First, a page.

Michael Winterbottom is well known as an innovative and sometimes controversial filmmaker. Perhaps most known to Mancunian audiences for his recreation of the Haçienda legend in 24 Hour Party People, his latest film Everyday, examines the impact of a family torn apart by a devastatingly simple event – the imprisonment of a husband and father.
Everyday stands out through Winterbottom’s choice of narrative. Filmed over the last five years, cast and crew have resumed filming annually to show the narrative evolving – a massive undertaking for all concerned.
John Simm (Life on Mars, Doctor Who) and Shirley Henderson (Harry Potter) star as Ian and Karen, a couple struggling with the enforced separation brought on them by Ian’s incarceration as it drives a wedge between them and their four children (real-life siblings Robert, Shaun, Katrina and Stephanie Kirk). It is Henderson’s stoic performance that drives the plot. The strain of having to look after four kids whilst dealing with endlessly long trips to the prison, her ineffectual mother-in-law and the increasingly wayward children is deeply etched on her face, always threatening to break her.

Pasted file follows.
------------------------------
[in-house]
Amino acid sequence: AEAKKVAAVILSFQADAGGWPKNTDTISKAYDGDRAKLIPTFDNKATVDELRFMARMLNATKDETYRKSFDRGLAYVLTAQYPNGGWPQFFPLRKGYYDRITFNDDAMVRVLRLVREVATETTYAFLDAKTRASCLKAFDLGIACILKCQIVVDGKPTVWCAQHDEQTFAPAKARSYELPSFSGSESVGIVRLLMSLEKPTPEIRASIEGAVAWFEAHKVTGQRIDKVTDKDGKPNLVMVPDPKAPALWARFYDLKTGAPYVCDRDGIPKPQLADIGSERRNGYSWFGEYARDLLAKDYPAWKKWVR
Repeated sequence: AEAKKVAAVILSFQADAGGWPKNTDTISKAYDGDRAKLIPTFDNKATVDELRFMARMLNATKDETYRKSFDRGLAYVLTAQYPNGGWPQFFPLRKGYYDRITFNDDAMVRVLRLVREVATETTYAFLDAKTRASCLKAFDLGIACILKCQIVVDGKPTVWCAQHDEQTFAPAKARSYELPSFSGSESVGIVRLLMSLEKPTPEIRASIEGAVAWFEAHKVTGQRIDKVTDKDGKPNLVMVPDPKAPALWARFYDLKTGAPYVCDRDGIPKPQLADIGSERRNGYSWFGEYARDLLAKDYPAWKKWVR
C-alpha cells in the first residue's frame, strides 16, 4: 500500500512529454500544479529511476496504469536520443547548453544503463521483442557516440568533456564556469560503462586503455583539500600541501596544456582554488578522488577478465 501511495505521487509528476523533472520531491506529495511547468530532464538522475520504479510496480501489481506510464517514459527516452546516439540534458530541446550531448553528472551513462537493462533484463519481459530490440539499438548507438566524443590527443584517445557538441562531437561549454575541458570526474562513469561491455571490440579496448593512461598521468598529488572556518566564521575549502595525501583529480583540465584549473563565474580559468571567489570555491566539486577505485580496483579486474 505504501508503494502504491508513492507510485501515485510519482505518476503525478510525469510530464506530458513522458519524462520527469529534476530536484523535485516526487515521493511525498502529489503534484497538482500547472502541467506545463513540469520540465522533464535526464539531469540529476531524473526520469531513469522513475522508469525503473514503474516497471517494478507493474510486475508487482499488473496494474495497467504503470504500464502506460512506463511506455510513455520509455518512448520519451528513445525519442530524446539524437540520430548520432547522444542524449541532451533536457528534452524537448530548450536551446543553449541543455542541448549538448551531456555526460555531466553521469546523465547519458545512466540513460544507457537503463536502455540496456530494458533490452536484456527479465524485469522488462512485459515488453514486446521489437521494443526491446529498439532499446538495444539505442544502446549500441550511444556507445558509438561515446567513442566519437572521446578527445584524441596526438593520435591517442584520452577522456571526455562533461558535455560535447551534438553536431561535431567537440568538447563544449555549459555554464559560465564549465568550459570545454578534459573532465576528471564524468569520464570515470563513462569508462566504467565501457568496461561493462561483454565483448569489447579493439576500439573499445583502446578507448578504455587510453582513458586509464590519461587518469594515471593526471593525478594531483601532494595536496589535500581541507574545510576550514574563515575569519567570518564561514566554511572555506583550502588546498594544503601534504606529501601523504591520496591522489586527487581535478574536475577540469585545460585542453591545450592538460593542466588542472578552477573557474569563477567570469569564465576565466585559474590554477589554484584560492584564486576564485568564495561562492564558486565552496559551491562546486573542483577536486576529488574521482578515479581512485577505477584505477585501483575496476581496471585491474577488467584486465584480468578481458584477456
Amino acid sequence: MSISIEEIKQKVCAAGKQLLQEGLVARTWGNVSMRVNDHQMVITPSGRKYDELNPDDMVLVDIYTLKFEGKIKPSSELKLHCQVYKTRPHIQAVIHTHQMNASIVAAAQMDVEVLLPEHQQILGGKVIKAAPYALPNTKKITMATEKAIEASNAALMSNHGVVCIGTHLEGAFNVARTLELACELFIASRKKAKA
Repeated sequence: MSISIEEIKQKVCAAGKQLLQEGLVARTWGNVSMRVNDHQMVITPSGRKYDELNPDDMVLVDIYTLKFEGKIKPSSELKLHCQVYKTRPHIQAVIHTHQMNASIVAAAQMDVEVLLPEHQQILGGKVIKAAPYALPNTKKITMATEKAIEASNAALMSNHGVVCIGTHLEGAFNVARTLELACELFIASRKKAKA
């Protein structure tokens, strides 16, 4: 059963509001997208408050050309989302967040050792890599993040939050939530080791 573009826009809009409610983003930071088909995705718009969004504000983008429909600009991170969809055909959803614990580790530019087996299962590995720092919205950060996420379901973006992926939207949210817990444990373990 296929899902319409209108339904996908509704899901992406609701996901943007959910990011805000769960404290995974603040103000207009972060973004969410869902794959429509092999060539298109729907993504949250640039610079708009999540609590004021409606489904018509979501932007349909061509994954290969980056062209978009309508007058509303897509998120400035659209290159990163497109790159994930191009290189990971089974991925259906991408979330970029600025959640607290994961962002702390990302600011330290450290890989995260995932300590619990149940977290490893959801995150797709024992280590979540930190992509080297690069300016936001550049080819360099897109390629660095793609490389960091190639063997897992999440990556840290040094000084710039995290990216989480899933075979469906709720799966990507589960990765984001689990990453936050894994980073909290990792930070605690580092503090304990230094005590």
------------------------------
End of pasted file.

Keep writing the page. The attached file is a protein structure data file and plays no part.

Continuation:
Simm gives a thoughtful and withdrawn performance which aptly conveys Ian’s sense of loss and brings a sympathetic dimension to a pretty selfish character. The pictures adorning his jail cell become snapshots of a life he has denied not only himself but his children.
The real stars though are the four Kirk children. Absolutely central to the story, they feel like a more natural and rounded version of the children from Outnumbered, if no less naughty at times. It is shocking to see exactly how much they grow over the course of the story, not only in stature, but in confidence. Astonishing to think they’re not trained actors.
By making this a rural story we see Karen’s struggle to cope firsthand – she struggles for a job, struggles to get around without a car; much of our time ends up on buses. But, crucially, she is free to roam the beautifully shot Norfolk landscape; its colourful hues underpinned by Michael Nyman’s triumphant score.
Uncomfortable and raw, Everyday is a story about loss – but all this bleakness is not without hope. Winterbottom’s strive for authenticity (it’s filmed in the kids real house and school and we visit real prisons with proper staff) enhances the gritty documentary and working class feel Everyday has. In some respects, I feel it is like a modern update of themes found in Saturday Night, Sunday Morning. Only here the ‘wide boy’ is incarcerated and forced to face up to his responsibilities. I certainly wouldn’t compare it to Mike Leigh’s work, but there are distinct influences from both that show up in Everyday.
Everyday will divide its audience, it is uneven and desperately slow in places but if you can look beyond this to the film’s rich emotional core, you will find something very rewarding at its heart.